To give an analogy, UK immigration rules do not recognise the status of "ASEAN worker", they are Malaysians, Filippinos, Vietnamese etc. The Malaysians get slightly more favourable treatment as it's a Commonwealth country; the NHS actively recruits nurses in the Philippines (shame on us); the Vietnamese get no special treatment etc. The UK does not care what sort of arrangements the ASEAN countries agree between themselves, that is not binding on us in any way, shape or form.
From the day we leave, the EU has no power whatsoever to negotiate with the UK as to what rules we agree individually with Germany, France, Poland etc.
Monday, 27 March 2017
The results to last week's Fun Online Poll were as follows:
Post Brexit, the UK should…
Impose trade barriers and tariffs - 1%
Remain in the Single Market/EEA - 10%
Rejoin EFTA - 6%
Try and negotiate a custom deal with the EU - 10%
Revert to trading on WTO terms - 13%
Abolish trade barriers and tariffs unilaterally - 58%
Other, please specify - 2%
Good, I was with the majority on that one. Thanks to everybody who took part.
There has been some mumbling along the usual lines about whether the services like Whatsapp should be forced to provide the police with 'encrypted' messages if the police obtain a warrant. See e.g. PC World (the magazine, not the shop):
"It used to be that people would steam open envelopes or just listen in on phones when they wanted to find out what people were doing, legally, through warranty,” [Amber Rudd, Home Secretary] said “But on this situation we need to make sure that our intelligence services have the ability to get into situations like encrypted WhatsApp."
Rudd told Sky News that end-to-end encryption has its place, but it is not incompatible with providing a system for law enforcement agencies to have access to information with a warrant, if absolutely necessary."
I personally don't see a problem, surely we can accept that a judge can sign off a warrant to tap your 'phone, steam open your letters or search your house if the police make a reasonable case.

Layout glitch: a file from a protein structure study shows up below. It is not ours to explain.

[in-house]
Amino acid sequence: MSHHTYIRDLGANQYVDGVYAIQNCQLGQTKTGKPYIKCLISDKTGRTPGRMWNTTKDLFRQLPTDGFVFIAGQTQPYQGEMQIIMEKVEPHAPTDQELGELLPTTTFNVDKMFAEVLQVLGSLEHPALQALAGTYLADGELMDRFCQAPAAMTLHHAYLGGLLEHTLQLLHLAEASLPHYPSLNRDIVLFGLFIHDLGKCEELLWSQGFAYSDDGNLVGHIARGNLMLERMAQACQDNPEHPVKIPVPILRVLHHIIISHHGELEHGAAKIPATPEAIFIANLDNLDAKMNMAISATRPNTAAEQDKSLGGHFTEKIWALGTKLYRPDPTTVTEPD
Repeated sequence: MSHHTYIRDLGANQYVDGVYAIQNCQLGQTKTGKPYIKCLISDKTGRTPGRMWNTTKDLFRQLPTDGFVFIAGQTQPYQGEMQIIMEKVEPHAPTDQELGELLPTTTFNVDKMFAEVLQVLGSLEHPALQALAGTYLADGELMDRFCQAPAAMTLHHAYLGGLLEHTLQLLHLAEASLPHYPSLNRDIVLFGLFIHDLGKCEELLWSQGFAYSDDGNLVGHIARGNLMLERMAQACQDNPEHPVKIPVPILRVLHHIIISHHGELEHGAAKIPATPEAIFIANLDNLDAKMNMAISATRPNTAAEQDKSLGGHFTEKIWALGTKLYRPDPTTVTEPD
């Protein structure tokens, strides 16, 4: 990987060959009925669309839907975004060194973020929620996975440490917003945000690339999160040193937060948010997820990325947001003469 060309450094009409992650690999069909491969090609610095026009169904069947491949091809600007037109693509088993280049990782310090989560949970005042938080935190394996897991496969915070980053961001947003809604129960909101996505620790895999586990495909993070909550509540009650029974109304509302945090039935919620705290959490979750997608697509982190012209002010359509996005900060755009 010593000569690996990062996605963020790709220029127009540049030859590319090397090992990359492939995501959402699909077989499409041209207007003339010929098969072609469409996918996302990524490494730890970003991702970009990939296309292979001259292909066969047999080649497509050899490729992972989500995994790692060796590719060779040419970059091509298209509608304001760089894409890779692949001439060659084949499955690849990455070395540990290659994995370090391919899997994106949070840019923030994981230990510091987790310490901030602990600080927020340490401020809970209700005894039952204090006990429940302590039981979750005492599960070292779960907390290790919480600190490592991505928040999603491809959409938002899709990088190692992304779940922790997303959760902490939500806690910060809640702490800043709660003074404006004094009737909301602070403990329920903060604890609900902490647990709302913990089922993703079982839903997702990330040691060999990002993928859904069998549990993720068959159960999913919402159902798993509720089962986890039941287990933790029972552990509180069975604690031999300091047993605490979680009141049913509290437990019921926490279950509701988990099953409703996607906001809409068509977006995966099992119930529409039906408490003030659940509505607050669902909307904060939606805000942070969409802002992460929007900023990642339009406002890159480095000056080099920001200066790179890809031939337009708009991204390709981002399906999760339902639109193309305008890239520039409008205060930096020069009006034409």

Why should Whatsapp messages be any different? That's far from saying that the police should be able to routinely view all messages, emails and so on. The police have always been able to obtain warrants to search houses - that has not led to a situation where they routinely enter people's houses on a whim and have a rummage, has it?
Vote HERE or use the widget in the sidebar.
Saturday, 25 March 2017
The Daily Mail has pieced together the steps towards radicalisation:
Over the next two decades the burly bodybuilder was convicted of a catalogue of offences including assaults, grievous bodily harm, possession of weapons and public order offences, and was jailed twice.
He drifted from job to job, working as a sales rep and running a television aerial installation business, before meeting his long-term partner Jane Harvey, 48, a successful businesswoman, in 1991.
He then moved into her £700,000 gated home in the village of Northiam, near Rye in East Sussex.
Glorious stuff. After a crime is committed, the press usually say "the police are calling for witnesses", they should add on "… and the Daily Mail are calling for any house price info related to the case, however tangentially".
Friday, 24 March 2017
Spotted by MBK in The Daily Mail:
English teacher Khalid Masood, 52, a 'lone wolf' attacker, who was living in the Birmingham area, had a series of convictions for assault and other crimes.
Scotland Yard revealed how Masood was known by a number of aliases and MailOnline can reveal he was born Adrian Elms to a single mother in Kent before his religious conversion. Masood has used the names Khalid Choudry and Adrian Ajao among others.
He grew up in a £300,000 house in the seaside town of Rye, East Sussex and had a long criminal history…
Landlord Farhad Makanvand said he didn't know who had been staying at the flats above his curry house as it was rented out by a separate letting agents.
Mr Makanvand, who also owns the next door curry house Shiraz, said: "I wasn't at the scene last night, I don't live there. I bought the property six years ago for over £300,000. It is contracted to the letting agents so I have no idea who lives there or how many people."
Thursday, 23 March 2017
From page 8 of Monday's City AM:
SIX OUT of 10 firms facing increased business rate bills are already planning cutbacks, new figures reveal.